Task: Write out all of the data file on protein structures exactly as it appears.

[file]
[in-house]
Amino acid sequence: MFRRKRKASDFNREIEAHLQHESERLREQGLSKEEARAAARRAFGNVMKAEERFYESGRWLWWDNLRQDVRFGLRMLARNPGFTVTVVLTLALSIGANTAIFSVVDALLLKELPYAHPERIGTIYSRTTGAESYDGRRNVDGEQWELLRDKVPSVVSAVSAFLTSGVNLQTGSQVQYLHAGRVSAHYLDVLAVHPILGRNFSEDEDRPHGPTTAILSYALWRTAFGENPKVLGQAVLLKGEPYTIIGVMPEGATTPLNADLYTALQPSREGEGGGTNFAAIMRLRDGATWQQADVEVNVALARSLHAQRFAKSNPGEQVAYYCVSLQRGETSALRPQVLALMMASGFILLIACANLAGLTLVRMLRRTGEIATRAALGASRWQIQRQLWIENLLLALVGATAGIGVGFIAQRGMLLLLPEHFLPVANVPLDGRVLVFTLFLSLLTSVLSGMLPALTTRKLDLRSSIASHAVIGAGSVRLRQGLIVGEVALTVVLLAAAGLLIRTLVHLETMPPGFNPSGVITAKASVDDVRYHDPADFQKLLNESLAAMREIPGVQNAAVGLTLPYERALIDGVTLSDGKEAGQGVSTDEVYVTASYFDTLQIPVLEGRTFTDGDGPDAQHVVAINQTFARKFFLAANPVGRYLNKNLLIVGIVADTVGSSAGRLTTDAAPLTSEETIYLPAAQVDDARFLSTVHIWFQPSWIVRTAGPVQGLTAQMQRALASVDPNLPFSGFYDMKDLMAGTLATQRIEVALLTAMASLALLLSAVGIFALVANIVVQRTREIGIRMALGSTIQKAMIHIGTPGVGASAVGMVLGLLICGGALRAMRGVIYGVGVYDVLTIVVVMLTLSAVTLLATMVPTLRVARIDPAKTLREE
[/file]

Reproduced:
[in-house]
Amino acid sequence: MFRRKRKASDFNREIEAHLQHESERLREQGLSKEEARAAARRAFGNVMKAEERFYESGRWLWWDNLRQDVRFGLRMLARNPGFTVTVVLTLALSIGANTAIFSVVDALLLKELPYAHPERIGTIYSRTTGAESYDGRRNVDGEQWELLRDKVPSVVSAVSAFLTSGVNLQTGSQVQYLHAGRVSAHYLDVLAVHPILGRNFSEDEDRPHGPTTAILSYALWRTAFGENPKVLGQAVLLKGEPYTIIGVMPEGATTPLNADLYTALQPSREGEGGGTNFAAIMRLRDGATWQQADVEVNVALARSLHAQRFAKSNPGEQVAYYCVSLQRGETSALRPQVLALMMASGFILLIACANLAGLTLVRMLRRTGEIATRAALGASRWQIQRQLWIENLLLALVGATAGIGVGFIAQRGMLLLLPEHFLPVANVPLDGRVLVFTLFLSLLTSVLSGMLPALTTRKLDLRSSIASHAVIGAGSVRLRQGLIVGEVALTVVLLAAAGLLIRTLVHLETMPPGFNPSGVITAKASVDDVRYHDPADFQKLLNESLAAMREIPGVQNAAVGLTLPYERALIDGVTLSDGKEAGQGVSTDEVYVTASYFDTLQIPVLEGRTFTDGDGPDAQHVVAINQTFARKFFLAANPVGRYLNKNLLIVGIVADTVGSSAGRLTTDAAPLTSEETIYLPAAQVDDARFLSTVHIWFQPSWIVRTAGPVQGLTAQMQRALASVDPNLPFSGFYDMKDLMAGTLATQRIEVALLTAMASLALLLSAVGIFALVANIVVQRTREIGIRMALGSTIQKAMIHIGTPGVGASAVGMVLGLLICGGALRAMRGVIYGVGVYDVLTIVVVMLTLSAVTLLATMVPTLRVARIDPAKTLREE